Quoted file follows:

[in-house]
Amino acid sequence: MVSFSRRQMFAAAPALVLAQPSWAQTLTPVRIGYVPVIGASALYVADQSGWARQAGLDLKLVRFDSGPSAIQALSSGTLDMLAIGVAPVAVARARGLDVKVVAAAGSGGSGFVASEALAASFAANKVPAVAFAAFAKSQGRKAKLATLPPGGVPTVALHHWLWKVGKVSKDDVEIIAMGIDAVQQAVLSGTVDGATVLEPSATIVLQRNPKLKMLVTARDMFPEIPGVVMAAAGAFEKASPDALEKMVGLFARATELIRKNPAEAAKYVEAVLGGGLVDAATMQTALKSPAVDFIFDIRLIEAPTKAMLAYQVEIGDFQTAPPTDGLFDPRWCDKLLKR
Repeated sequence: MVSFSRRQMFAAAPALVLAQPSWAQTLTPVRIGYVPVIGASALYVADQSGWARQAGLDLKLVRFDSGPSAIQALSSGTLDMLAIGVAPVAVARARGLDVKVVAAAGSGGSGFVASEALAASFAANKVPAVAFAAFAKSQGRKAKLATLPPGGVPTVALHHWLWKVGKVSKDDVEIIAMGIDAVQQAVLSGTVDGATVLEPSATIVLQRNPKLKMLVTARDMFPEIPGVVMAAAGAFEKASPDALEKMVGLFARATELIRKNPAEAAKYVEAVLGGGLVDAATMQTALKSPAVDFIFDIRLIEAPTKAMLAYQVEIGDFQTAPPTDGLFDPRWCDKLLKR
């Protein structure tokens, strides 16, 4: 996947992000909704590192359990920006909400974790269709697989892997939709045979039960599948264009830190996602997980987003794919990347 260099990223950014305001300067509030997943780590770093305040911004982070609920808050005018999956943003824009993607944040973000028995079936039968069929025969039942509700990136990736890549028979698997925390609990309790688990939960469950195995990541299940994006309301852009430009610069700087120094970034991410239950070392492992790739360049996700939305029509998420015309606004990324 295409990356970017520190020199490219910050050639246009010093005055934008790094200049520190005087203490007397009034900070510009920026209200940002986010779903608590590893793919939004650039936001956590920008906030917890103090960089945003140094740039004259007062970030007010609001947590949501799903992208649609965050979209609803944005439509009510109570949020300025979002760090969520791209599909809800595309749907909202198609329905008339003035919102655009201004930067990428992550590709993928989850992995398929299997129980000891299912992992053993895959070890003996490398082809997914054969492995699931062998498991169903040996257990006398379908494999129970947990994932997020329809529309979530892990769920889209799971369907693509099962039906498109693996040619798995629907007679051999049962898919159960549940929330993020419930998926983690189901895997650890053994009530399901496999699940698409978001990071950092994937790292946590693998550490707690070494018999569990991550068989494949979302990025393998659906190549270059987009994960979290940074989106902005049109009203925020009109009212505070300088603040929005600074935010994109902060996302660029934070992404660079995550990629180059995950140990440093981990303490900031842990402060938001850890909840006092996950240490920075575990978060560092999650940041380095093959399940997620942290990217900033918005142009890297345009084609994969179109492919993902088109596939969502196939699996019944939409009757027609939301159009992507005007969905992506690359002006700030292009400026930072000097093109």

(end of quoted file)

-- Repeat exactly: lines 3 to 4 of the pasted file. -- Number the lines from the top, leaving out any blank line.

Repeated sequence: MVSFSRRQMFAAAPALVLAQPSWAQTLTPVRIGYVPVIGASALYVADQSGWARQAGLDLKLVRFDSGPSAIQALSSGTLDMLAIGVAPVAVARARGLDVKVVAAAGSGGSGFVASEALAASFAANKVPAVAFAAFAKSQGRKAKLATLPPGGVPTVALHHWLWKVGKVSKDDVEIIAMGIDAVQQAVLSGTVDGATVLEPSATIVLQRNPKLKMLVTARDMFPEIPGVVMAAAGAFEKASPDALEKMVGLFARATELIRKNPAEAAKYVEAVLGGGLVDAATMQTALKSPAVDFIFDIRLIEAPTKAMLAYQVEIGDFQTAPPTDGLFDPRWCDKLLKR
């Protein structure tokens, strides 16, 4: 996947992000909704590192359990920006909400974790269709697989892997939709045979039960599948264009830190996602997980987003794919990347 260099990223950014305001300067509030997943780590770093305040911004982070609920808050005018999956943003824009993607944040973000028995079936039968069929025969039942509700990136990736890549028979698997925390609990309790688990939960469950195995990541299940994006309301852009430009610069700087120094970034991410239950070392492992790739360049996700939305029509998420015309606004990324 295409990356970017520190020199490219910050050639246009010093005055934008790094200049520190005087203490007397009034900070510009920026209200940002986010779903608590590893793919939004650039936001956590920008906030917890103090960089945003140094740039004259007062970030007010609001947590949501799903992208649609965050979209609803944005439509009510109570949020300025979002760090969520791209599909809800595309749907909202198609329905008339003035919102655009201004930067990428992550590709993928989850992995398929299997129980000891299912992992053993895959070890003996490398082809997914054969492995699931062998498991169903040996257990006398379908494999129970947990994932997020329809529309979530892990769920889209799971369907693509099962039906498109693996040619798995629907007679051999049962898919159960549940929330993020419930998926983690189901895997650890053994009530399901496999699940698409978001990071950092994937790292946590693998550490707690070494018999569990991550068989494949979302990025393998659906190549270059987009994960979290940074989106902005049109009203925020009109009212505070300088603040929005600074935010994109902060996302660029934070992404660079995550990629180059995950140990440093981990303490900031842990402060938001850890909840006092996950240490920075575990978060560092999650940041380095093959399940997620942290990217900033918005142009890297345009084609994969179109492919993902088109596939969502196939699996019944939409009757027609939301159009992507005007969905992506690359002006700030292009400026930072000097093109």